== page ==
Today, Gilat-Schmidt leads her own students to that very conference every year while leading them in the lab on a daily basis. One study she and her team are working on attempts to quantify the feasibility and potential radiation dose reduction of tilting the CT gantry during cardiac CT scans to reduce irradiation of the breast. Its tissue is highly radiosensitive because of its frontal location on the body and because it is unshielded by other organs.

“ ”

I’m interested in how images are formed and how to design better systems. The study is in the preliminary feasibility phase, so Gilat-Schmidt’s team is using computer software to simulate CT scans and track the transport of X-ray photons through patient models derived from actual CT scans.

“While waiting for Institutional Review Board approval, we decided to use the same simulations to quantify the radiation dose of Backscatter Scanners,” she says.

Which lands us squarely back at the airport and that forked path that leads to the “naked” scanner or its alternative: the friendly TSA worker wearing light blue surgical gloves. The tradeoff? A possible dose of radiation or a too-close-forcomfort experience. Your choice might be a little easier — and safer, too — once Gilat-Schmidt publishes that paper disclosing her results.


At approximately 1/3000th the diameter of a human hair, the light-emitting diodes Dr. Chung Hoon Lee has created in his lab on the third floor of Haggerty Hall are among the smallest LED light sources in the world. What are the possible uses of such a microscopic light source? Certainly not lighting football fields or parking lots. In fact, it would take nearly 1 billion of these devices to generate as much light as a typical children’s nightlight.

By Stephen Filmanowicz

Not a problem. As light sources get smaller and less bright, their potential as transmitters of computer signals grows. In fact, if Lee, an assistant professor of electrical and computer engineering, can just get his nanodevice to emit even less light — by pulsing on so briefly that it emits as little as one photon at a time — it could begin generating serious interest as a quantum-computing alternative to the transistors on the highest-powered chips from Intel and other manufacturers. The LEDs are just one application of the work that is the main focus of Lee’s research, the creation of nanostructures featuring metal-coated silicon arms that form a tiny gap (between two and 10 nanometers wide) through which he can pass an electric current. When electroflourescent zinc oxide molecules bridge the gap, Lee has his tiny light source. The gaps in his nanostructure are small enough to hold a single DNA molecule or a single ball-shaped cluster of carbon molecules known as C60. And because DNA and C60 are among the most closely studied materials these days, interest will be high when Lee runs an electrical charge through the gap and studies the conductivity of these materials in their most basic form. He’s currently working with research partners at North Carolina State University and Cornell to acquire those materials and prepare for the tests. Though Lee isn’t the first scientist to create such nanoplatforms, his have decided advantages over predecessors. Because the nanostructure arms are suspended, whatever happens in the gap between them is free from interference from the base layer, or substrate, below. They can be created with everyday optical lithography machinery, compared with the $5 million electron beam lithography equipment used to create many previous nanogaps. And perhaps best of all, Lee’s platforms can be created — and located — with great predictability. That removes one of the more vexing aspects of conducting research at the nanoscale — the tendency of a tiny particle or structure being sought to be as elusive as a stray meteor in a vast galaxy. With the progress he and his research partners are making, Lee says such challenges are more than manageable. And the potential payoff in knowledge gained looks huge. “Think of the human body, for example. You can try to understand it as a single object or you can look closer and see individual organs and cells. You see how liver cells differ from heart cells and how they function differently,” he explains. “The same principle applies with nanotechnology. If you want to understand something, it really helps to understand it as a molecule. That’s the single building block.”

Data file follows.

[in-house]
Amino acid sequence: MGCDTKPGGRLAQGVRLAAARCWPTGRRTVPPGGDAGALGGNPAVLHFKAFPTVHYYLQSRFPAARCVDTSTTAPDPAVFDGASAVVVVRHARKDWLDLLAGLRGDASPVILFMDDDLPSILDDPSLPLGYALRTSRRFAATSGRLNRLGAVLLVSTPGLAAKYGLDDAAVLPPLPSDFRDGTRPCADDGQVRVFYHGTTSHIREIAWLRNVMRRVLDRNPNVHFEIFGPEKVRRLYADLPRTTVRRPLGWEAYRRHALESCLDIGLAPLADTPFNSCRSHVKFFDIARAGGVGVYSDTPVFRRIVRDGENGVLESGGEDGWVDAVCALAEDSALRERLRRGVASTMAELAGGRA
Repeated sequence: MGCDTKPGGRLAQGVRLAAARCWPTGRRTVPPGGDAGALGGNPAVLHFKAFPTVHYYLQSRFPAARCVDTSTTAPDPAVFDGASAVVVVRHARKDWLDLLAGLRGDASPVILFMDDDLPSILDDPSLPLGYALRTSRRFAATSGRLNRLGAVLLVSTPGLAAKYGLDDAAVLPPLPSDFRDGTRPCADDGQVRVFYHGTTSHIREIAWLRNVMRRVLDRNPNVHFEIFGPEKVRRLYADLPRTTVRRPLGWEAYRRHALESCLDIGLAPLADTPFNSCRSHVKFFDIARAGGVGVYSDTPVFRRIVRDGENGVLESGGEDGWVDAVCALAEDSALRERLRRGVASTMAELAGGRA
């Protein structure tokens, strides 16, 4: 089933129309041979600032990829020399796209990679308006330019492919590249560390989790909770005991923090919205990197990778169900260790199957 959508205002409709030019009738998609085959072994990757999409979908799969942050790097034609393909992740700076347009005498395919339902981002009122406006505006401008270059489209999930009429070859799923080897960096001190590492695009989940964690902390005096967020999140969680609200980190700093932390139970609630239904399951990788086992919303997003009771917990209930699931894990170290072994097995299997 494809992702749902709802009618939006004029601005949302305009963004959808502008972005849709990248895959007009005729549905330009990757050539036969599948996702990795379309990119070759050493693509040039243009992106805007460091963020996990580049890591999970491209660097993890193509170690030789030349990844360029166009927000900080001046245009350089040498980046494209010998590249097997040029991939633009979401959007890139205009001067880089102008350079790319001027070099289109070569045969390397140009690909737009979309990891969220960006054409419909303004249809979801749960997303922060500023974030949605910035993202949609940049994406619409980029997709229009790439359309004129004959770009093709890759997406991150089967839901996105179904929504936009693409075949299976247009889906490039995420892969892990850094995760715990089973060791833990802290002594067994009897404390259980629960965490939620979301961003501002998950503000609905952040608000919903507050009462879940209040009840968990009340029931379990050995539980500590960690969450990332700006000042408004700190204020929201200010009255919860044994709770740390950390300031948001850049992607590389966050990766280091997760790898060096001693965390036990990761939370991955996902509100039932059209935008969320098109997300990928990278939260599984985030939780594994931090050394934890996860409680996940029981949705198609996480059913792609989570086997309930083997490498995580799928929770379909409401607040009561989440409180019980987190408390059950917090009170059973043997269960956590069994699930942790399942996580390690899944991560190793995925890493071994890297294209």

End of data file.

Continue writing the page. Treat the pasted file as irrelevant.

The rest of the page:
“ ” You learn more about something as you look at it in its smallest form.

Typical human hair


500 nm

November 2011 // 12


By Stephen Filmanowicz


Dr. Phil Voglewede was just months into his first faculty appointment in the early days of the Iraq War when he and a colleague first wondered whether engineers had a role to play in improving prosthetics for the war’s many amputees. Now, as an assistant professor of mechanical engineering at Marquette, Voglewede is on his way to answering that question, leading a federally funded interdisciplinary research team in creating a promising motorized prosthetic ankle and foot. From its earliest phases, Voglewede’s project has revealed the promise and challenges involved in pursuing natural human motion through engineering. Then, as now, the most common prostheses — passive devices that fix the foot and ankle at a 90-degree angle — offered minimal range of motion and limited thrust (springing back to form after flexing slightly under the user’s weight). They have the benefit, however, of being lightweight and affordable.